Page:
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Radiation therapy is a highly targeted, highly effective way to destroy cancer cells that may linger after surgery. This reduces the risk of recurrence.
Radiation is usually given after mastectomy in men with:
large cancers (5 centimeters or bigger)
a positive margin of resection (when the cancer comes very close to or is at the edge of the breast tissue removed)
a significant area of lymphatic or blood vessel involvement
significant lymph node involvement (four or more positive nodes)
After mastectomy, radiation therapy is usually given 5 days a week for about 5-7 weeks.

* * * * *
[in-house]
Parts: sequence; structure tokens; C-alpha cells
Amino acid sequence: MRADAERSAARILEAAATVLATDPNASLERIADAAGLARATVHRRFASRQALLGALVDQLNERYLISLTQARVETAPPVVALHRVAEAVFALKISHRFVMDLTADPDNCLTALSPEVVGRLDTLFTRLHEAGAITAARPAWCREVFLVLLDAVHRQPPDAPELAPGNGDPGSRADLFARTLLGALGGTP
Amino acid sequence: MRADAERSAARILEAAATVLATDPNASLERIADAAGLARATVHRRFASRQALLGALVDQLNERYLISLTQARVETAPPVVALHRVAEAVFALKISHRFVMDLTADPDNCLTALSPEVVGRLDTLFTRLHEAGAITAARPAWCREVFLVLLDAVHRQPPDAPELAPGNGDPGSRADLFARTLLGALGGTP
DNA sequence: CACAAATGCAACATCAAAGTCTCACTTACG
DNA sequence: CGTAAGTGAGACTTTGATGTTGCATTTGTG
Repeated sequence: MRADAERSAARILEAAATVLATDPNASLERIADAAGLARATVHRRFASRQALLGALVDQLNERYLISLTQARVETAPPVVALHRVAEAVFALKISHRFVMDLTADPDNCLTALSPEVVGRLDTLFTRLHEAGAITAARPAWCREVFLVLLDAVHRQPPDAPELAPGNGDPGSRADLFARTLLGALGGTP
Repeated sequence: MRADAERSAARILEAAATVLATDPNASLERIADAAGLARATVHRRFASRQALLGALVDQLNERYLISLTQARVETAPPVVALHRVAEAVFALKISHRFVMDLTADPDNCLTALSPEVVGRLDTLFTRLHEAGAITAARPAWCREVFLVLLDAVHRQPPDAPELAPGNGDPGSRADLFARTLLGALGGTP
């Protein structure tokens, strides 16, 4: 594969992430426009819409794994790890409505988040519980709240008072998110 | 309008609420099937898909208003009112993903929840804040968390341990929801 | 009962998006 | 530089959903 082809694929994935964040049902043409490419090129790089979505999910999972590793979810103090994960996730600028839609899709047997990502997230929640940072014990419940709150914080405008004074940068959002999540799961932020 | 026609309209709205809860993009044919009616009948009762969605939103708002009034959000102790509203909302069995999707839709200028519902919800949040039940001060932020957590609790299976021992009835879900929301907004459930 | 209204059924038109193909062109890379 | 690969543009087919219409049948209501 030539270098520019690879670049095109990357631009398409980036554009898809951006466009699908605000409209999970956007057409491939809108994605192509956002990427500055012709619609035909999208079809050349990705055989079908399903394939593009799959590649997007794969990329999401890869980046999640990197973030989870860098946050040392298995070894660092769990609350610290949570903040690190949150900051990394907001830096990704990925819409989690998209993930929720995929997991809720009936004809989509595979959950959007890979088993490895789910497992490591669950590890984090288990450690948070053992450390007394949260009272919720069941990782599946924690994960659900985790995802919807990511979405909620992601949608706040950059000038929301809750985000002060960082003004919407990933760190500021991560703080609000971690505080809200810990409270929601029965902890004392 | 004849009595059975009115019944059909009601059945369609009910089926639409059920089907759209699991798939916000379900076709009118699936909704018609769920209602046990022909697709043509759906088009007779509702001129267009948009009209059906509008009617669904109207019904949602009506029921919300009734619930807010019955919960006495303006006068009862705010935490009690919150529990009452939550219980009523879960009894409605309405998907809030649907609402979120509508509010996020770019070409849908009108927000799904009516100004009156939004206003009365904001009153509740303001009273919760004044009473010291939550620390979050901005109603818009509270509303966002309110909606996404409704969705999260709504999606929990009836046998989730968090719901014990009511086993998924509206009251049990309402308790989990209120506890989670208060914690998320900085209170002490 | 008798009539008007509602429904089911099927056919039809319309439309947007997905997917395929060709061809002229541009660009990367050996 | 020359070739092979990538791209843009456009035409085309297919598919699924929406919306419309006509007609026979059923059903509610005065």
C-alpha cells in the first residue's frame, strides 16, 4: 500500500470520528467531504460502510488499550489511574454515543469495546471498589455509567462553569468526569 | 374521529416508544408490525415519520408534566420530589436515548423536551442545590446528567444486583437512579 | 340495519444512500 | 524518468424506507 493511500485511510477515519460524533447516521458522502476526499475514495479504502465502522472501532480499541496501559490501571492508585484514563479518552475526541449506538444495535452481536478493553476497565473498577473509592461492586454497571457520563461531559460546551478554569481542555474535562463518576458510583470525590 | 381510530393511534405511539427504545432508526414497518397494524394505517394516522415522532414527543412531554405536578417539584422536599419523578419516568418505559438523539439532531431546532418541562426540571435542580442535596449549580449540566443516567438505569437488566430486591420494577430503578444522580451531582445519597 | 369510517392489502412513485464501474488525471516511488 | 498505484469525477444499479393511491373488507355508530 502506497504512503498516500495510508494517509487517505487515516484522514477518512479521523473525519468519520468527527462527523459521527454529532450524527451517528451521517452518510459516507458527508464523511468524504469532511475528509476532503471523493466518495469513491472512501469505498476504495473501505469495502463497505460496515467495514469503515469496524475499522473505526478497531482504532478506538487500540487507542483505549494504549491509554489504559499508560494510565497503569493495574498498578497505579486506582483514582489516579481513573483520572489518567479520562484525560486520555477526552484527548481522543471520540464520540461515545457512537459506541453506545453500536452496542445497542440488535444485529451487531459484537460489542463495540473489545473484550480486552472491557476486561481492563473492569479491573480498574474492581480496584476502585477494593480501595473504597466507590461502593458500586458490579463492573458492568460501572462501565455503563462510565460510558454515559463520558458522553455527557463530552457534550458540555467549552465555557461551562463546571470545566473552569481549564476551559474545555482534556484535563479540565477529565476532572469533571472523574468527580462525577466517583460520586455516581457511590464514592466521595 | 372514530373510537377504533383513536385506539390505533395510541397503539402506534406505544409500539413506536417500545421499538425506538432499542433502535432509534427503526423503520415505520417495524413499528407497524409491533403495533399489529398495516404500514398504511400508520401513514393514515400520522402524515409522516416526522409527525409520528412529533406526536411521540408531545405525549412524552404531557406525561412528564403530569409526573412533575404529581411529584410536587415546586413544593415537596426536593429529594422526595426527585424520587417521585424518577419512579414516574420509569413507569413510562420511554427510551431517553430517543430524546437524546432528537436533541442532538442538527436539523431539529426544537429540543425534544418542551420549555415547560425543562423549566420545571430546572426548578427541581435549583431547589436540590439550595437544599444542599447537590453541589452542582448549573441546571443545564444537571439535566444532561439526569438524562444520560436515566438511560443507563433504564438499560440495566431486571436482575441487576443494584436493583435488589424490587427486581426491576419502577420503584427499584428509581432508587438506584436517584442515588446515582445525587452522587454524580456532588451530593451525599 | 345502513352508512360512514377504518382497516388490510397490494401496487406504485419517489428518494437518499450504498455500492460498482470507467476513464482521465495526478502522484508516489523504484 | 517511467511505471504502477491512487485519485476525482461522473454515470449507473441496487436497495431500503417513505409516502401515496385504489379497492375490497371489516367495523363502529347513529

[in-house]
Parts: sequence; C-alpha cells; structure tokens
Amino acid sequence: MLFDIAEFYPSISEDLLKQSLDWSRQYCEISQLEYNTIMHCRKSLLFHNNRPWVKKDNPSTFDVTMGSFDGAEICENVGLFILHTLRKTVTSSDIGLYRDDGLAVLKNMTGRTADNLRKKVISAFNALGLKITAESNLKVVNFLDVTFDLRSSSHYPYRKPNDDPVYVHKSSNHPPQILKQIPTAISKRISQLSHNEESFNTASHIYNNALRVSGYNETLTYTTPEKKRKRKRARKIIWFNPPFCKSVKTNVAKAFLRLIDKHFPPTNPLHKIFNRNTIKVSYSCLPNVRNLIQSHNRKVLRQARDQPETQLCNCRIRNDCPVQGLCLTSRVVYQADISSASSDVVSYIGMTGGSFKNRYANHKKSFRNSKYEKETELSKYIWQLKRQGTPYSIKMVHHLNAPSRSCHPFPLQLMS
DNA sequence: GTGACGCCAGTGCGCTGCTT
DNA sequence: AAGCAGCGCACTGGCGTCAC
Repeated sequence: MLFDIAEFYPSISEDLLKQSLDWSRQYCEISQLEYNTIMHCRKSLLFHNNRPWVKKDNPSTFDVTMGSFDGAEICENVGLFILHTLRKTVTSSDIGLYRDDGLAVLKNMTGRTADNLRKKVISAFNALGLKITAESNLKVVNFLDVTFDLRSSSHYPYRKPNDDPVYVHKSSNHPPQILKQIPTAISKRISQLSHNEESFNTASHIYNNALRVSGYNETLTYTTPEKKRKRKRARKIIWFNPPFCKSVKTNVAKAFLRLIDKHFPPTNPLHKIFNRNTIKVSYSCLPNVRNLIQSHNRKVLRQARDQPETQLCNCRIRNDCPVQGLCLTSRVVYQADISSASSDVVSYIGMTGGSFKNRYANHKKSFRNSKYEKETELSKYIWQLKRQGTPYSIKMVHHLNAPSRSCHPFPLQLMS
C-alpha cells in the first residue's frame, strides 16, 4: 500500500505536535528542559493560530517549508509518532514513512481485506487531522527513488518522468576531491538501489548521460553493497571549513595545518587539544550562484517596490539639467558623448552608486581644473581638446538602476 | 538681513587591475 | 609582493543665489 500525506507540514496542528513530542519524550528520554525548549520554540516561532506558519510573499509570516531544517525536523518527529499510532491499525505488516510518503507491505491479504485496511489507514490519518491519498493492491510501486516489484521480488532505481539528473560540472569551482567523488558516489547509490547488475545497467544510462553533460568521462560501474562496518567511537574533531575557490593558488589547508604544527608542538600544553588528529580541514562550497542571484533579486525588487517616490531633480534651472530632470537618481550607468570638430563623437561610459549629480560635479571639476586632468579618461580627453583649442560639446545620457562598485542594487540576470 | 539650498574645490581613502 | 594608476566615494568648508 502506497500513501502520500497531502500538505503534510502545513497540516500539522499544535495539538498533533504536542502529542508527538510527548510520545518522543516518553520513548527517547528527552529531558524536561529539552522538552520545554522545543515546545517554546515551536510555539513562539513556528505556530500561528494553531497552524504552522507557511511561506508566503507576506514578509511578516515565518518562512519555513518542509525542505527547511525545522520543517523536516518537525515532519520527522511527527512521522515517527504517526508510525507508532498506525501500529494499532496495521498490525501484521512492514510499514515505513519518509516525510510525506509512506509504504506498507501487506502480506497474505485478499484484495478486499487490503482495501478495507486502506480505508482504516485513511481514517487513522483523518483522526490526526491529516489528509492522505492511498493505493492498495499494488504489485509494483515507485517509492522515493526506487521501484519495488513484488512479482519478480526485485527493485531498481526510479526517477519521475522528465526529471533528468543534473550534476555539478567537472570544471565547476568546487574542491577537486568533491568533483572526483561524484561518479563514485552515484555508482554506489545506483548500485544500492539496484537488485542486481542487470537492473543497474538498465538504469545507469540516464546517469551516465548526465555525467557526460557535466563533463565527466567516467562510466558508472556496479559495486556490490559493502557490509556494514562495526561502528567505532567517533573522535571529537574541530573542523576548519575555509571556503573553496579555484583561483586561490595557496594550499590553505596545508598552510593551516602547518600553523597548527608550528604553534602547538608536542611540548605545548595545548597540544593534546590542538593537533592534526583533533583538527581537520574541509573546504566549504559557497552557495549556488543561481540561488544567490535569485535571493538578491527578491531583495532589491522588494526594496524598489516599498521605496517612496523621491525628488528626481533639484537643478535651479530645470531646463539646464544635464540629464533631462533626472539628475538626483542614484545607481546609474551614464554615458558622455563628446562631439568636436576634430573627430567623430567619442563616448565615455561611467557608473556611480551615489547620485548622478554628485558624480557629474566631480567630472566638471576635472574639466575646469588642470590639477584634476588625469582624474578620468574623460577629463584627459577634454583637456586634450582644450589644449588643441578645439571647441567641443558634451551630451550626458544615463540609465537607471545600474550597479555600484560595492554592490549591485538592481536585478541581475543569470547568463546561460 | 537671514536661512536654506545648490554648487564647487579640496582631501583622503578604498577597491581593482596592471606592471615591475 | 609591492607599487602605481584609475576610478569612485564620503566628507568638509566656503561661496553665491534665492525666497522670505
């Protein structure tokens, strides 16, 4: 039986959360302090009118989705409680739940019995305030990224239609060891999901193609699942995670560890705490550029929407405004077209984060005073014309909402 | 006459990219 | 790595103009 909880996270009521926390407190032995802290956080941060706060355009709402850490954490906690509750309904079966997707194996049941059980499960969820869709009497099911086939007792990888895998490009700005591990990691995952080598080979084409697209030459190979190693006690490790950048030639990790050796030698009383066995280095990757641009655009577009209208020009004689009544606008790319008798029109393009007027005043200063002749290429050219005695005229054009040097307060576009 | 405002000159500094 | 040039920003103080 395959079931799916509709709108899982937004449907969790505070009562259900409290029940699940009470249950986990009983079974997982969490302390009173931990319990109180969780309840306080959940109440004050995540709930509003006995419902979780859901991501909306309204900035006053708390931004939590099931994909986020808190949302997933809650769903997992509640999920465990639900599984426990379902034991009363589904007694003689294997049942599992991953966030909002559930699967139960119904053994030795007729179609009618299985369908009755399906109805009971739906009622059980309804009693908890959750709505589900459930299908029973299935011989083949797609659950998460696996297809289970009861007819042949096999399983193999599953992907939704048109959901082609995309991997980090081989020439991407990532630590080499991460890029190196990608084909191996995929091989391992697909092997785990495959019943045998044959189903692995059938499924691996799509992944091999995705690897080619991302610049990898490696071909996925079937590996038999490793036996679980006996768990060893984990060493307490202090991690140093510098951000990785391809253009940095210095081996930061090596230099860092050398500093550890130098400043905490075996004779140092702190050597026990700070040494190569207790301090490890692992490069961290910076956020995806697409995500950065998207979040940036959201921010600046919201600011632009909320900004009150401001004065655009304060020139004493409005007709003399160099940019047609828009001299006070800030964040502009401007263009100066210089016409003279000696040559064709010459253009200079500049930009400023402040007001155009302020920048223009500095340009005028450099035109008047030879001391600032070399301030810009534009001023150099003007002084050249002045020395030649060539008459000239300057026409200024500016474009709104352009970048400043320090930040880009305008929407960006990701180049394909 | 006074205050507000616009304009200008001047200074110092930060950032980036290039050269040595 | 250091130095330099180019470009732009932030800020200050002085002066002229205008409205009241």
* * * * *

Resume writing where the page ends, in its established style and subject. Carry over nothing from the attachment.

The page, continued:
Radiation can also be used for men with advanced (metastatic) disease to relieve symptoms or help avoid complications from specific areas of spread. For example, radiation can help relieve painful bone metastases, decrease the risk of breaking a bone that's been weakened by cancer, decrease bleeding from skin involvement, and reduce neurological symptoms if the cancer puts pressure on nerves or the spinal cord.
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